There was even a group of junior engineers who'd play combat video games with the CTO every day at 5:30pm, and for some reason, the CTO always won, and he felt like a million bucks. So that group of junior engineers were considered "cool dudes" by the CTO.

But when I left the company, I realized that doing a job is one thing but without power, I might as well be a "nobody". I really should talk to the CEO and the CTO more often, and maintain my proper engineering discipline, so as to show the importance of my role in the company. Otherwise, both the CTO and CEO might say: "OK, he worked hard for us, doing 8 hours of good work and sometimes even 10 or 12 hours, but it is not like we didn't pay him, and we did get a 20% below market rate when we hired him because he wasn't sure what the market rate was. But hey, that's the way it is and we didn't force him to work for us."

I feel that if I had talked more often with the CEO and CTO, people would respect that and wouldn't disregard or bully me.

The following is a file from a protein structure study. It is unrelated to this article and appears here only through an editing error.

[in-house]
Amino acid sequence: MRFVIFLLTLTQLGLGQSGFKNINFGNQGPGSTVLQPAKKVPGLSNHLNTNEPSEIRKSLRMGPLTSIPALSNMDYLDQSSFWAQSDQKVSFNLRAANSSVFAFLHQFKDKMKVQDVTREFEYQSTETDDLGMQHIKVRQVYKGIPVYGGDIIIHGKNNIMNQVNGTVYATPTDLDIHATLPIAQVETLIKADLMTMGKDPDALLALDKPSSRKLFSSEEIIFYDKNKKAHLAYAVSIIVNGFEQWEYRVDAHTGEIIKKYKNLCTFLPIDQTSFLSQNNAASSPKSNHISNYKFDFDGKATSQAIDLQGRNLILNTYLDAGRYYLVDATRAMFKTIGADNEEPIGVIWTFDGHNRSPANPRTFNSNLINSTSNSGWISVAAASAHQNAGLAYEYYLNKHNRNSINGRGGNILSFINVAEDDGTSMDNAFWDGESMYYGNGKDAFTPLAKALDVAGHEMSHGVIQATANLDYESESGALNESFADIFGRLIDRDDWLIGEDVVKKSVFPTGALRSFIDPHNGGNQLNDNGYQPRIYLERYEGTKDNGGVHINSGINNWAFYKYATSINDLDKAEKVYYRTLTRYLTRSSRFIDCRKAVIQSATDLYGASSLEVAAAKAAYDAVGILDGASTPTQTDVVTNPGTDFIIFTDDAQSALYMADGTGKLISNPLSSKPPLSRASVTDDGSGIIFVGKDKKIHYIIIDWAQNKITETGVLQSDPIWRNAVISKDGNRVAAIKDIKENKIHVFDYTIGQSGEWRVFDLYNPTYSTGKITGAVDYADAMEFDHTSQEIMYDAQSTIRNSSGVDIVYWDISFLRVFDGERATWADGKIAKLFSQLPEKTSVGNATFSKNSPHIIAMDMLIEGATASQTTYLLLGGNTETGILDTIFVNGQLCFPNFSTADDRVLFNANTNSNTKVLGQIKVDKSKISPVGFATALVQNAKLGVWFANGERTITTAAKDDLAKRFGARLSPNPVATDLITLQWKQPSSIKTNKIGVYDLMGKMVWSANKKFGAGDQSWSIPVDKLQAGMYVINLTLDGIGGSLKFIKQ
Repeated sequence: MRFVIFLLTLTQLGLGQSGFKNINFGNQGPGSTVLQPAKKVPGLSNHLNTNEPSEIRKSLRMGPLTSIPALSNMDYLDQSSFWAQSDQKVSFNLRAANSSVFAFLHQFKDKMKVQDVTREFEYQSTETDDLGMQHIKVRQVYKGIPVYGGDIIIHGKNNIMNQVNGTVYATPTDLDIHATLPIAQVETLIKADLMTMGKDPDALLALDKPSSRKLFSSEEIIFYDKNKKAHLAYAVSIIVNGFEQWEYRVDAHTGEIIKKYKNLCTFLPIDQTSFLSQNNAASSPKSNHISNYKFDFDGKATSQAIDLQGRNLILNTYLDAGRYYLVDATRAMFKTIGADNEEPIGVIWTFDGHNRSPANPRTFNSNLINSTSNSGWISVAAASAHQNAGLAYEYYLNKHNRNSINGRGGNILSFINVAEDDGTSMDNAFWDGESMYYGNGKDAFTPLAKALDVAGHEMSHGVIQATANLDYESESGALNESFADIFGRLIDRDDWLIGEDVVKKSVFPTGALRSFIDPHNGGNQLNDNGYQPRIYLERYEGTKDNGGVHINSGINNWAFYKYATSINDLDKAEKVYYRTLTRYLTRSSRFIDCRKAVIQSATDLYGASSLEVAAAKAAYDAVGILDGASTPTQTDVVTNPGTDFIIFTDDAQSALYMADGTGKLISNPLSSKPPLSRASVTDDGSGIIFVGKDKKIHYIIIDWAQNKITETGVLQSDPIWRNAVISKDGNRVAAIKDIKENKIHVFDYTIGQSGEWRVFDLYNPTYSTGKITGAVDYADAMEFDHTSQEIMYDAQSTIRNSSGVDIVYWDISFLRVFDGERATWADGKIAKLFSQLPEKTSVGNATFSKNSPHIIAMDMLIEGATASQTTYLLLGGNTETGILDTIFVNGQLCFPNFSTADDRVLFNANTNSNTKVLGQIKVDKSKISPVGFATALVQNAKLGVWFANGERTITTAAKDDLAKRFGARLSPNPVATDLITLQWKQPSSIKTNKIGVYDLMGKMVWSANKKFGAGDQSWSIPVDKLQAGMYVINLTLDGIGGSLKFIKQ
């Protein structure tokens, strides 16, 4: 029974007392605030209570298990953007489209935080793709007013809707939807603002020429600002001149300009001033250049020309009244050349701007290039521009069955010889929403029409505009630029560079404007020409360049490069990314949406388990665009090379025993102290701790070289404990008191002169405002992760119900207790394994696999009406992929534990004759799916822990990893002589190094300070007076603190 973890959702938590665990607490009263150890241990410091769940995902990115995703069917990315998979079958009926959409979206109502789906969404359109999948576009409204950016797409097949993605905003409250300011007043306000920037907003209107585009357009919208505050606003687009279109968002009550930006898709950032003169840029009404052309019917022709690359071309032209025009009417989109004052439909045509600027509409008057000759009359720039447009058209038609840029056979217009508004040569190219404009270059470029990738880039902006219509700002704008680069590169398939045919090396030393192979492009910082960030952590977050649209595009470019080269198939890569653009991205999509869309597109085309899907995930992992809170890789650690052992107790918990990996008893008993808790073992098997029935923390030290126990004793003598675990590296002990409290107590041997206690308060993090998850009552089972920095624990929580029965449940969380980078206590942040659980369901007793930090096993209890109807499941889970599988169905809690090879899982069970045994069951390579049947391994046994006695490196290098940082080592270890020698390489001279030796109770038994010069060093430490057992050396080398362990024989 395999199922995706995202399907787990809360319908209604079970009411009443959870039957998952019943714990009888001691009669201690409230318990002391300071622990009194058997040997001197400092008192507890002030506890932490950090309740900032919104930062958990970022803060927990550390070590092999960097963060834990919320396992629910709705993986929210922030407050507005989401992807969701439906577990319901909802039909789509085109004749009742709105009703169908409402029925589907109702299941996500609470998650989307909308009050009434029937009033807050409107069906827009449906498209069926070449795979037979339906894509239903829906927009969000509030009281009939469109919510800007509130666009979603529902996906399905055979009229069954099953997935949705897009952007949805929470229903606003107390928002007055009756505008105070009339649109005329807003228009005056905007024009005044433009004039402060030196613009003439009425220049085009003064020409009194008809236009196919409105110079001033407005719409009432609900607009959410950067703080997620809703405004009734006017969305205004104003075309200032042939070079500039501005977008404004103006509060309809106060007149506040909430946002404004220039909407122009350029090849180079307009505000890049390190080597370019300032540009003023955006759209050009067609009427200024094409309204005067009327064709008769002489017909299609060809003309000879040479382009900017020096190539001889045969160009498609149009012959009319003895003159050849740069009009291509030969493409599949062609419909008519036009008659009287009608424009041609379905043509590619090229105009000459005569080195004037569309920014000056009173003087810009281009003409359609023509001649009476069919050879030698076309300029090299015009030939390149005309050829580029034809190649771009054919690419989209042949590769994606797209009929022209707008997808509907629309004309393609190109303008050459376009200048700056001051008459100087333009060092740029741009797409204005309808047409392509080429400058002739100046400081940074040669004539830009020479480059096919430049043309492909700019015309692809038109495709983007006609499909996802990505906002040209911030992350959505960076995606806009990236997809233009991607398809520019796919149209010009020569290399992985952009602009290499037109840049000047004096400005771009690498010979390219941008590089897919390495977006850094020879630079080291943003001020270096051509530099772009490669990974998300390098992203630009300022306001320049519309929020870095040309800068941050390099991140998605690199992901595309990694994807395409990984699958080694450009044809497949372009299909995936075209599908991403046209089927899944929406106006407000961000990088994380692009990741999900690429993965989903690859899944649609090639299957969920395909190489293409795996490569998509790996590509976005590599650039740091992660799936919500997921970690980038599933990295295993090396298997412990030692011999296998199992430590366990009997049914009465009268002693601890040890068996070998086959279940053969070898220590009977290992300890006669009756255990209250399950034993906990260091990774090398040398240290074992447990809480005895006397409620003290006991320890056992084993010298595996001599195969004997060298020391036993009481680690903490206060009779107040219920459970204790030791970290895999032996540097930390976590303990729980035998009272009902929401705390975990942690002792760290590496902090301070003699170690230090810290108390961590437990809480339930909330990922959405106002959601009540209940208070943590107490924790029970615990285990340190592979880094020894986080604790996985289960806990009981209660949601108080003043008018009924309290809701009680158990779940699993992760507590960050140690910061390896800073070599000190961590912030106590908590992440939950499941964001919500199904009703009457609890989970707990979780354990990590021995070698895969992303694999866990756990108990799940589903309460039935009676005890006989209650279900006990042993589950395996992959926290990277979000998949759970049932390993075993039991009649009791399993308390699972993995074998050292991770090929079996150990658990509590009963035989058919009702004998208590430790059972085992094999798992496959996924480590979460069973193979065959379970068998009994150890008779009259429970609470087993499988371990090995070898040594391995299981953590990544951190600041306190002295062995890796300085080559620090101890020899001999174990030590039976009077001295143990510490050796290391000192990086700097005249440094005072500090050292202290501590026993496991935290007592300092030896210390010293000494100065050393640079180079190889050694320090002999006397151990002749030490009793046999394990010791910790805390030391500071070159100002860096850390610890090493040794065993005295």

So in spite of doing a good or a great job, the power play is quite important too.

Is that the case working for a startup or corporation in a fairly competitive capitalist environment?

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    If you don't ask good screening questions during your interviews, you can definitely end up in a company like that. This is the lesson you should be learning from this experience. Don't be afraid to ask tough questions during your interviews. It's perfectly ok if you get rejected by a bad company. You do not want to work for a bad company anyway. Mar 27, 2021 at 8:09